Research Focus
We study the behavior of inorganic and organic contaminants in aqueous geochemical (soil, sediment) and engineered (waste and storm water) settings. The mechanisms and kinetics of contaminant interactions with mineral phases determine the mobility and bioaccessibility of these species in affected systems. Understanding these processes has important implications for predicting the fate of contaminant species in the environment.

We use laboratory-based model systems, field work, and advanced molecular-scale techniques; as applied to the areas of contaminant geochemistry, urban geochemistry and sustainable geochemistry. Current research topics include the assessment of heavy metal contamination of human-impacted soils, and the evaluation of alternative mineral fertilizers as related to the sustainable use of natural resources.

 Sustainable Geochemistry
Recovery of usable products from waste sources can ensure sustainable use of the Earth's resources. We are currently exploring wastes as a source of recyclable nutrients. The current focus is the geochemistry of phosphate minerals recovered from animal and plant wastes as compared to geogenic analogs.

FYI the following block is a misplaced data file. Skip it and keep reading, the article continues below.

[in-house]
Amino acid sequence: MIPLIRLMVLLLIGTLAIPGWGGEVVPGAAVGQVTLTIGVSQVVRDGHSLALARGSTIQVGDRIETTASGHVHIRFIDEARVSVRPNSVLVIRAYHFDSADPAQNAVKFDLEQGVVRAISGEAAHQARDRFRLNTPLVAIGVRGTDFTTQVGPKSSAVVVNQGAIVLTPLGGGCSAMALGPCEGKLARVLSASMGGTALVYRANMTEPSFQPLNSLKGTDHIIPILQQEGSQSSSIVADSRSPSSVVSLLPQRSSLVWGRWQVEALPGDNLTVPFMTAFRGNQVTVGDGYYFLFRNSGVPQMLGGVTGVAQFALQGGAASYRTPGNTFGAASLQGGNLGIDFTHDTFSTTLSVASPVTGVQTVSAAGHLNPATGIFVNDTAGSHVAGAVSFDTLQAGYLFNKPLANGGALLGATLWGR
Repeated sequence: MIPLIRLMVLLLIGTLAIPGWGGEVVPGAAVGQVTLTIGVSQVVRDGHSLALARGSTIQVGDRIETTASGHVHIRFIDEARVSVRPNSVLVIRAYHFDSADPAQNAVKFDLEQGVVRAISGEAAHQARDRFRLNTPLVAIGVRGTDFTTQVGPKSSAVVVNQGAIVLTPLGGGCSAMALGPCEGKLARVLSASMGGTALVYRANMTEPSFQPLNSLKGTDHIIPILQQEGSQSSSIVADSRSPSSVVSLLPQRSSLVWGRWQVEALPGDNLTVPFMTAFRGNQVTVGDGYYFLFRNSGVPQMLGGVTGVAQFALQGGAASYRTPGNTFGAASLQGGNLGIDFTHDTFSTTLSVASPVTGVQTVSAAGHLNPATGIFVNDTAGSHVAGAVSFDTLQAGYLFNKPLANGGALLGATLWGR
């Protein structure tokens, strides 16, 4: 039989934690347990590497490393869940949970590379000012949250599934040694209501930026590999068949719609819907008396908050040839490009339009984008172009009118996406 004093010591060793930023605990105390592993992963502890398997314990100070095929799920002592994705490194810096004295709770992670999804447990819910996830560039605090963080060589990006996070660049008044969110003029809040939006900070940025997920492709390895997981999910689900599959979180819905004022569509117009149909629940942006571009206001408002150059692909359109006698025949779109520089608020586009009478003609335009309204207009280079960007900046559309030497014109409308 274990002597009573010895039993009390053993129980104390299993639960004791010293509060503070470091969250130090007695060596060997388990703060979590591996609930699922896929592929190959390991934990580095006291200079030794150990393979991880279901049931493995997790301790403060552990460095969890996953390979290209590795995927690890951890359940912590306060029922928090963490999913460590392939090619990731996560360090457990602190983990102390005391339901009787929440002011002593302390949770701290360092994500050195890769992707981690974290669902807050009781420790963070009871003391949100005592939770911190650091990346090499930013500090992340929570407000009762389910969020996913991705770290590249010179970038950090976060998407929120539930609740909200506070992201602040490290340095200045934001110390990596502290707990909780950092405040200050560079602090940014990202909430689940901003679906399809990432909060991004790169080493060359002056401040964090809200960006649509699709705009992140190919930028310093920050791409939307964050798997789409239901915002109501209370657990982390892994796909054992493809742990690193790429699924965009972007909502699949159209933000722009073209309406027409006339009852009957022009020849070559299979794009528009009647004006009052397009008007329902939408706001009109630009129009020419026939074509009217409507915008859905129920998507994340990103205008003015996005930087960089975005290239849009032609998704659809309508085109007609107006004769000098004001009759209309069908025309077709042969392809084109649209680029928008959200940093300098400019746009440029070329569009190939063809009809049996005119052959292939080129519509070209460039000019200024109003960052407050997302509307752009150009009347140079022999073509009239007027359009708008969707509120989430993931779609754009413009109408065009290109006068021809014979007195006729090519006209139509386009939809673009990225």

Contaminant Geochemistry
The solid state speciation of contaminants such as arsenic, chromium and lead can dictate their mobility in the presence of mineral phases in geochemical systems. We use XAFS to determine the molecular-scale configuration of these and other contaminants associated with minerals to evaluate susceptibility to mobilization.


Urban Geochemistry
Metals accumulate in urban areas due to the convergence of several anthropogenic activities. These metals impact soils, water and vegetation in such highly populated areas. As an example, we use XRF to assess the accumulation and distribution of metals in the roots of plants growing in urban storm water discharge areas.